His personal website is here.

Simon Singh is one of the UK's best-known science/maths writers and has many strings to his bow.

Simon's website. He also Tweets.

Professor John Hunton works at the University of Leicester and has an interest in aperiodic ordered patterns and tilings. His kitchen tiles are amazing!

John's university webpage.

Alex Clark is a lecturer at the University of Leicester's Department of Mathematics. His research interests include Minimal Sets of Foliations and Flows and Tiling Spaces.

Alex's university webpage here.


Dr Meghan Gray is an astronomer and is more frequently seen on our sister sites Deep Sky Videos and Sixty Symbols.

She's based at the University of Nottingham. Meghan's webpage is here.

Italian Gerardo Adesso works at the University of Nottingham and lectures in applied mathematics.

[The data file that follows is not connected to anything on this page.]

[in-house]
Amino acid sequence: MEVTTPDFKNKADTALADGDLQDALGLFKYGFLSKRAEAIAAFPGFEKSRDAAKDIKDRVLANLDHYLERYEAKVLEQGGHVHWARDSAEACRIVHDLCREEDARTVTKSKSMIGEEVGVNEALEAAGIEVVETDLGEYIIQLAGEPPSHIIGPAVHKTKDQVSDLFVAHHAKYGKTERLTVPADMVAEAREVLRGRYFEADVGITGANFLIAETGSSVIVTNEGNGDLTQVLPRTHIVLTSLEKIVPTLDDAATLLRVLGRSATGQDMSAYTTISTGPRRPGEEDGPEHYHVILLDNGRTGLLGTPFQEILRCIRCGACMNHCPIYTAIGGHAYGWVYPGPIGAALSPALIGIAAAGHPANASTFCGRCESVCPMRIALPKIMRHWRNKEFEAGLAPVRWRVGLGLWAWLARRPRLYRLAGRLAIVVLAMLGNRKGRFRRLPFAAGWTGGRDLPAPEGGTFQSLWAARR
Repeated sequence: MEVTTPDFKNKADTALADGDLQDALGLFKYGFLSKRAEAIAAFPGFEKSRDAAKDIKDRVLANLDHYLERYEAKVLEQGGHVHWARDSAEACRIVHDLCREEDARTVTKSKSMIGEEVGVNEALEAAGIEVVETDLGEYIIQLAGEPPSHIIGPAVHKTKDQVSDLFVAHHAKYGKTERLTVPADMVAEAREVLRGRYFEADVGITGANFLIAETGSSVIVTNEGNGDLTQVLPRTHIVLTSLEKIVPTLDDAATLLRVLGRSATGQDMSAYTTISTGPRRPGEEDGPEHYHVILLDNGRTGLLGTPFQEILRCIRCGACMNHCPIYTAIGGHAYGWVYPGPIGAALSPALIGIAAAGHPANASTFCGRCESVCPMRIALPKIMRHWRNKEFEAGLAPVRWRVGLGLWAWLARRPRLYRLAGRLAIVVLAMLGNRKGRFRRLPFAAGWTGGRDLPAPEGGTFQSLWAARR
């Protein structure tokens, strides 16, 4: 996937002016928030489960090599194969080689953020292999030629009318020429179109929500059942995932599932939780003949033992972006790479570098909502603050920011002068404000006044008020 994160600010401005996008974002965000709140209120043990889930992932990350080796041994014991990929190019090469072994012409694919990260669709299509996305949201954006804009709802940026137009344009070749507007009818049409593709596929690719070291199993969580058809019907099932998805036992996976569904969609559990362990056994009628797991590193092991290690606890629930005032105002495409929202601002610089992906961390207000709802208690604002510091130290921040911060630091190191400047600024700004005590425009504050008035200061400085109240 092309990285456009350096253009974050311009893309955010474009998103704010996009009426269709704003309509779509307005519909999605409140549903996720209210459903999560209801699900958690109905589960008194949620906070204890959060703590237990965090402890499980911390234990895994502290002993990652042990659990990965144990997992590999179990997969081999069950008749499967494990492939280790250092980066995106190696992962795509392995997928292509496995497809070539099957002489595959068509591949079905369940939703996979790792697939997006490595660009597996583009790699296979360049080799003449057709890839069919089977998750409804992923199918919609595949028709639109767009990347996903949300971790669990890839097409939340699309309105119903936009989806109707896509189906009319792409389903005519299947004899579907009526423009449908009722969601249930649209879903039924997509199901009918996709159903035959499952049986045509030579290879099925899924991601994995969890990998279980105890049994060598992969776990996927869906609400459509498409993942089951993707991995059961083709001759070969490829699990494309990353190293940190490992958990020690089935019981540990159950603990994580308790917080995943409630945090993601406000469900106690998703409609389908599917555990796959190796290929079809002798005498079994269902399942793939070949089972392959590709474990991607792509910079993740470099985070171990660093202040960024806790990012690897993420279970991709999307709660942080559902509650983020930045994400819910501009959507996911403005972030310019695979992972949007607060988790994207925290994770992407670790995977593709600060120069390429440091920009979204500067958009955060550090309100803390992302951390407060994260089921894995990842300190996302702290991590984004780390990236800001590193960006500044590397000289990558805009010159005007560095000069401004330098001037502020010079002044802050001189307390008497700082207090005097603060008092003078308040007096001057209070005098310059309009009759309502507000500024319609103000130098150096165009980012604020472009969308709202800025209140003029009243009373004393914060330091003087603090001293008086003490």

His research interests include Quantum Information Theory.

Katie Steckles is a mathematician with a PhD in Topology.

She is heavily involved with public engagement with maths.

Here's her website.

Professor Brian Butterworth is an expert on cognitive neuropsychology and his interests include the learning disabaility "dyscalculia".

He is based at University College London.

Steve Mould is a science presenter who appears in various television programs and live shows.

Check out his website.

Pete Watts is in the final stages of his PhD in theology at the University of Nottingham and is also a regular lecturer.

Pete also features in the Bibledex videos, another collaboration with Brady Haran.

Alex Bellos is the author of the best-selling Alex's Adventures in Numberland (sold in the US as Here's Looking at Euclid). He's also an expert on Brazilian football.

Alex's website. Alex also Tweets.

Lisa Goldberg works at the Department of Statistics at the University of California, Berkeley.
Video journalist Brady Haran is the man who makes all the videos.

His other successful projects include The Periodic Table of Videos and Sixty Symbols.

Links to all Brady's work at

Brady Haran
Brady Haran